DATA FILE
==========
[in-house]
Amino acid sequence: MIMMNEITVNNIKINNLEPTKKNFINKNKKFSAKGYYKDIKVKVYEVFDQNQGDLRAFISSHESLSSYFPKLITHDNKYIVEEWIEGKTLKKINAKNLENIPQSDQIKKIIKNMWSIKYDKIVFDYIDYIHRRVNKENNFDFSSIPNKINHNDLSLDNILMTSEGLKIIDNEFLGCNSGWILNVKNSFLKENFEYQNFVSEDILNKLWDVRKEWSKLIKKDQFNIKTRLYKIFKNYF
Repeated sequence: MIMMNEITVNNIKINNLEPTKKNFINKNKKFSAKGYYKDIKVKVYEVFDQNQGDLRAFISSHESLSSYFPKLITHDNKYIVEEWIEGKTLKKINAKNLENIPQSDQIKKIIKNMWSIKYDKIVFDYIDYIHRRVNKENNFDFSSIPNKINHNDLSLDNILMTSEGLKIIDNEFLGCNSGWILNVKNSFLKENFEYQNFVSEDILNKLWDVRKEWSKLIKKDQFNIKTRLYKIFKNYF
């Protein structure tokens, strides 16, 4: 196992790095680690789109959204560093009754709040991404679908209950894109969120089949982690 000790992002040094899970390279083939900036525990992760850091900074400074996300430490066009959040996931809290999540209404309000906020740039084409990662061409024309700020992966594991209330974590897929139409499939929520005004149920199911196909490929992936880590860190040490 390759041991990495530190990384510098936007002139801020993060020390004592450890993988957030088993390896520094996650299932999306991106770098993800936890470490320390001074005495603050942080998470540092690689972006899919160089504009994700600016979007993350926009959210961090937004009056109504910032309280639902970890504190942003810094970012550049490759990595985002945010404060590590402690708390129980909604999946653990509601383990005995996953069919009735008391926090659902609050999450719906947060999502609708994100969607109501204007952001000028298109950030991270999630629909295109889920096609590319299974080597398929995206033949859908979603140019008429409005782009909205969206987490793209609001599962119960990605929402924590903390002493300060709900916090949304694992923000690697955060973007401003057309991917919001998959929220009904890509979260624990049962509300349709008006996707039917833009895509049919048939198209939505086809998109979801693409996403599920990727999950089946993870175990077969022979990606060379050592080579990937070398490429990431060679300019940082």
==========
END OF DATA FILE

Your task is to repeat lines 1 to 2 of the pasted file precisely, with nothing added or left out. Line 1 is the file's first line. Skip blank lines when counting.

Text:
[in-house]
Amino acid sequence: MIMMNEITVNNIKINNLEPTKKNFINKNKKFSAKGYYKDIKVKVYEVFDQNQGDLRAFISSHESLSSYFPKLITHDNKYIVEEWIEGKTLKKINAKNLENIPQSDQIKKIIKNMWSIKYDKIVFDYIDYIHRRVNKENNFDFSSIPNKINHNDLSLDNILMTSEGLKIIDNEFLGCNSGWILNVKNSFLKENFEYQNFVSEDILNKLWDVRKEWSKLIKKDQFNIKTRLYKIFKNYF